In February of ‘45, it moved to a new home base of Bretigny, France. From there it took place in the world’s largest airborne operation in history to be conducted on a single day, Operation Varsity (March 24th, 1945); dropping over 16,000 paratroopers from several thousand aircraft to cross the River Rhine. On that day, our plane towed two Waco CG-4A Gliders full of troops.

At this time, we don’t have any more specific history of our plane except for dates of transfers within the service. By the time it was retired in 1972, it had been converted into an executive transport, VC-47D. Upon leaving the Air Force, it was used by the state of Florida spraying for Mosquitoes out of the Miami area. From there it was acquired by the Vietnam Huey Pilots Association who had it ferried here to Beaver County.

As for flying, our plane is in a somewhat flying condition. They were able to ferry it up here, but we will need to do some maintenance on it and get it repainted into its military colors before we can begin flying it to air shows hopefully starting next year.

So for all that haven’t seen it yet, why don’t you come on out and see our new combat Veteran.

Merry Christmas from all of us at Air Heritage! We are closed today and enjoying time with our families. We are open the rest of the week from 10am to 5pm but are closed Sunday December 30th and January 1st. If you are looking for an activity for the entire family this holiday season, stop by the hangar for a tour of our museum and our planes. You can find out more info at airheritage.org.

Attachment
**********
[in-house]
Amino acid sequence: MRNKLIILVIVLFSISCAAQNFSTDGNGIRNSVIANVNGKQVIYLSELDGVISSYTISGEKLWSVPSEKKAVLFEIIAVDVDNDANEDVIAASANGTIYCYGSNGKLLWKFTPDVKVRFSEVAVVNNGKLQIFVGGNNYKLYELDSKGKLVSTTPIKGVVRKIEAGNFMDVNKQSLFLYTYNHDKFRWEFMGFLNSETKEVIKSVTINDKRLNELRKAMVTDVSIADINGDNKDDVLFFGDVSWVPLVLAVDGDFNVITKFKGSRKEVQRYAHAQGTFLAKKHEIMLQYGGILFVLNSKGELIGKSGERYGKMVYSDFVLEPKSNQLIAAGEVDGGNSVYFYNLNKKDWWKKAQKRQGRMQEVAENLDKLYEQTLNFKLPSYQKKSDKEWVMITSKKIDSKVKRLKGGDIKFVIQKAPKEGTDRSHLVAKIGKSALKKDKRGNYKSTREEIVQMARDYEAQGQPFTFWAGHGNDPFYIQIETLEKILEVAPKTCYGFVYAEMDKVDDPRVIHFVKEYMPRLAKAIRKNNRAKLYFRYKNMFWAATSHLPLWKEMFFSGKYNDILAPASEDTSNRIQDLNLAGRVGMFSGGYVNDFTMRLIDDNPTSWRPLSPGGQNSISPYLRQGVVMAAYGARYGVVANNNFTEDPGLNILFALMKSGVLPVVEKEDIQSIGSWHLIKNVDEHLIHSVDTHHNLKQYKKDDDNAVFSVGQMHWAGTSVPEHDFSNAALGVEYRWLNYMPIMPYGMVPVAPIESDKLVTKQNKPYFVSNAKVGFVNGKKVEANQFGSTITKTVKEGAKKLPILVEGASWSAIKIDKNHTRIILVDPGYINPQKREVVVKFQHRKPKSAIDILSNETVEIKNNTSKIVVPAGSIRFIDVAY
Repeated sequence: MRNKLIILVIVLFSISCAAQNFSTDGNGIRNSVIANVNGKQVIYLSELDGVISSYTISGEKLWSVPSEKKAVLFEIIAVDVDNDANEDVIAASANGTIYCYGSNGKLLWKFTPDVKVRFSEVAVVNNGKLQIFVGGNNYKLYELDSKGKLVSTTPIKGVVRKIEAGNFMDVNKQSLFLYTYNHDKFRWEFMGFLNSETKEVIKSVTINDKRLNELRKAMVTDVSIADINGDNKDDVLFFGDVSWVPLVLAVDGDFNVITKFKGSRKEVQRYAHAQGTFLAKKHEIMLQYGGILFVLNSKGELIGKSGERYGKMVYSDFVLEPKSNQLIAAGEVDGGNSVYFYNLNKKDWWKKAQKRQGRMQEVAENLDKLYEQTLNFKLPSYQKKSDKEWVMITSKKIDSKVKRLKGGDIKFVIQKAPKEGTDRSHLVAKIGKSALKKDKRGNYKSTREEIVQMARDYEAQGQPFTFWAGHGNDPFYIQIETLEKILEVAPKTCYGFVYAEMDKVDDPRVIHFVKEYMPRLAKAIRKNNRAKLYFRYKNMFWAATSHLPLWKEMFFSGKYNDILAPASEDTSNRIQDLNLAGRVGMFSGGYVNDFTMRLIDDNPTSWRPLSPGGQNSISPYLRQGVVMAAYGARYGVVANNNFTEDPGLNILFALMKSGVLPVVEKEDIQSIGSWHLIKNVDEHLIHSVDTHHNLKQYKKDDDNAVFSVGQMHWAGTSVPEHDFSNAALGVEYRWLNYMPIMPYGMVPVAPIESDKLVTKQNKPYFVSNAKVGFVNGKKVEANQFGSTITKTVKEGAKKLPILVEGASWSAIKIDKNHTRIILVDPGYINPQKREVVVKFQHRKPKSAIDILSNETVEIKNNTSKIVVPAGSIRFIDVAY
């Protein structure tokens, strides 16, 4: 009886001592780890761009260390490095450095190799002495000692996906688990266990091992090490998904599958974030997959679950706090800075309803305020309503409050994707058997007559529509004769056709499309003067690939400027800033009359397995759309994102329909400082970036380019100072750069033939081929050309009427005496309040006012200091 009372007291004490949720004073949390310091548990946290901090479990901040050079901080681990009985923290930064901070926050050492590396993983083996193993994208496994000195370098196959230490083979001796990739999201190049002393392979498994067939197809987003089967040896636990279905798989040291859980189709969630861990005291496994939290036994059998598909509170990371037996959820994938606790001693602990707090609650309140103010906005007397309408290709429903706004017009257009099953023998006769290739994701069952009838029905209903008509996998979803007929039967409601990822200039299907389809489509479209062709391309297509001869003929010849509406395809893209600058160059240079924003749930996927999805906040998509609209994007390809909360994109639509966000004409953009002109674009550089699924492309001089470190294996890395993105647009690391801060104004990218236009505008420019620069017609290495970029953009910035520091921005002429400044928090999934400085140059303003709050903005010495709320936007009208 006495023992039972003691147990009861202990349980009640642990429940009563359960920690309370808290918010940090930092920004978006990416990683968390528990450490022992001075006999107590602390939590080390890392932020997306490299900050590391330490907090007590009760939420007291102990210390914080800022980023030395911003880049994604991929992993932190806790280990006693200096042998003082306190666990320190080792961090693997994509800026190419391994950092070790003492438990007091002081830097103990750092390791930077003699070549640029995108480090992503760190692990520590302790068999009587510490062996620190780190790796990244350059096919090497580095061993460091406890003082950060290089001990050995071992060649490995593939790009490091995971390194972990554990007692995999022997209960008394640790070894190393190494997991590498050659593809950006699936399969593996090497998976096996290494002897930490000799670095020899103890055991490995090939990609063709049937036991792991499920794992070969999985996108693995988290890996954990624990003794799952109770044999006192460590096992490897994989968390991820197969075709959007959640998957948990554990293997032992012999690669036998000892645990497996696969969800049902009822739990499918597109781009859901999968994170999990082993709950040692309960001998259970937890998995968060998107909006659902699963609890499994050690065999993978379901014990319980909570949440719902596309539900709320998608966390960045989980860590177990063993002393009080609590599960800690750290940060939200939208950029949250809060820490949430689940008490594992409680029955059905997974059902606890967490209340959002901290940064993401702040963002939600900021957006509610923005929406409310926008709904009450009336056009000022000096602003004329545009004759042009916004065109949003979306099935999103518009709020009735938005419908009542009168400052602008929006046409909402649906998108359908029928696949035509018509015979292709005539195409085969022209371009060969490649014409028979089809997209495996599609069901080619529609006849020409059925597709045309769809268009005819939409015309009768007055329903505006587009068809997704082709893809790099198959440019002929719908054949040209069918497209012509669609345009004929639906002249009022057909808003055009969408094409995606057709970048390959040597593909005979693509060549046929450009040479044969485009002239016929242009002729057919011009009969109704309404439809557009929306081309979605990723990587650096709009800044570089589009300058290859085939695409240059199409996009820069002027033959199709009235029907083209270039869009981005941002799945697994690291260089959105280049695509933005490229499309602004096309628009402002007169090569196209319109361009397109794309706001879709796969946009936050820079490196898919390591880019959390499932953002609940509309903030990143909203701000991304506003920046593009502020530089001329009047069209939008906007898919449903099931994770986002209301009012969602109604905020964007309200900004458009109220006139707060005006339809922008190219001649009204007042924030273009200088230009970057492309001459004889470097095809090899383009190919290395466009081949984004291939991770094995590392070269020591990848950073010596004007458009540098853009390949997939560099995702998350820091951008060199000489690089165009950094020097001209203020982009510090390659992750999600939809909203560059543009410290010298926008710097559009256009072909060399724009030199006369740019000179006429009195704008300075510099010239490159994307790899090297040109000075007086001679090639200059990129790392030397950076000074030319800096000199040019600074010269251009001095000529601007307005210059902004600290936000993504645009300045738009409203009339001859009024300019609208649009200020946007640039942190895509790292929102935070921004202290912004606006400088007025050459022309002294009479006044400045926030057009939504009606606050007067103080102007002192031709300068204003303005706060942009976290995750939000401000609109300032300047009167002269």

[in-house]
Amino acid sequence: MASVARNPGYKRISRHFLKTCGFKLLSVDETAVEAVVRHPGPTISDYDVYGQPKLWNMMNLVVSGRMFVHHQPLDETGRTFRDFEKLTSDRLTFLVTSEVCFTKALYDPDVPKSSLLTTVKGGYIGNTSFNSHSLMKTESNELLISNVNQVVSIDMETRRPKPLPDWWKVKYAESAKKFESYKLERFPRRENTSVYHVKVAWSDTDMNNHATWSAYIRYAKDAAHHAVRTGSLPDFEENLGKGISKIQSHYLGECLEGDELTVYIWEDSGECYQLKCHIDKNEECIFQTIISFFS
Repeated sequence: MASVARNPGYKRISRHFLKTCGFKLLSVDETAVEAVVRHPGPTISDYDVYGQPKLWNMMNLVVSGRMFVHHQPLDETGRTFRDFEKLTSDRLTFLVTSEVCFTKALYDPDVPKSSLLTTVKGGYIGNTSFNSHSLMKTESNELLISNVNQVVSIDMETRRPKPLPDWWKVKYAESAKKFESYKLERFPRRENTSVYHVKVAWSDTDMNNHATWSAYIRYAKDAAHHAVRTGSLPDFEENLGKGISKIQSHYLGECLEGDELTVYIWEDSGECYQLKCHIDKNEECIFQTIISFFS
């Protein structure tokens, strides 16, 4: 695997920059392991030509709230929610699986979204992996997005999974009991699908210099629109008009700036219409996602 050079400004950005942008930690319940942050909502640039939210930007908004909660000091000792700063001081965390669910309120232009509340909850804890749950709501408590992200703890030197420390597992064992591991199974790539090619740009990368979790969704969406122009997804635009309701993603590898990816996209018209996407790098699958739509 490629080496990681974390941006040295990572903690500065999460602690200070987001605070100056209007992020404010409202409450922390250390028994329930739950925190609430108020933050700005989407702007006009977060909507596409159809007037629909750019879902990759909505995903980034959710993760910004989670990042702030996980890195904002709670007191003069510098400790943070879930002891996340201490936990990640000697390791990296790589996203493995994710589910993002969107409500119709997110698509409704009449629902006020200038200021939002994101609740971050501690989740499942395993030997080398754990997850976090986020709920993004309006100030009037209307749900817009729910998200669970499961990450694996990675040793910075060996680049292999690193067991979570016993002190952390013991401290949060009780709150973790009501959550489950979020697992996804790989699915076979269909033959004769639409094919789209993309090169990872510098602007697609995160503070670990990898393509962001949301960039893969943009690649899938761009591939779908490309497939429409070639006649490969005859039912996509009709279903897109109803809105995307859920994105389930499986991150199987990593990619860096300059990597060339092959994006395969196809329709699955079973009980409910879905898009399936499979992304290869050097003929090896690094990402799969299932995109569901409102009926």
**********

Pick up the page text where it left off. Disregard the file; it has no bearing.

Have a great Christmas and a Happy New Year!

Google recently updated the satellite images in our area. Have you checked out the hangar and planes from above? Air Heritage on Google Maps

We are closed on Sundays but please stop by the hangar Mon-Sat 10am – 5pm to see these planes up close with your own eyes.

Greg, Jim and Lee reinstalling the prop on the C-123K

Greg, Jim and Lee reinstalling the prop on the C-123K

Spread for lunch by the ladies of Air Heritage

Spread for lunch by the ladies of Air Heritage

Jim Little, Bill Schillig, Virgil Wyke, Brandon Arnold, Paul Lehuring, Jim Ackley, Don Mansfield

Happy Birthday to Jim Little, Bill Schillig, Virgil Wyke, Brandon Arnold, Paul Lehuring, Jim Ackley, Don Mansfield

Tom, Rich, and Ralph working on the wing for the L-21

Tom, Rich, and Ralph working on the wing for the L-21

Hangar Update

Over the last 36 hours a lot has happened at the Air Heritage Hangar.

Friday saw the OV-1D being towed into the hangar for its annual inspection. It has already been put up on jacks and will begin to receive the attention it needs to be flying for next year’s air show season.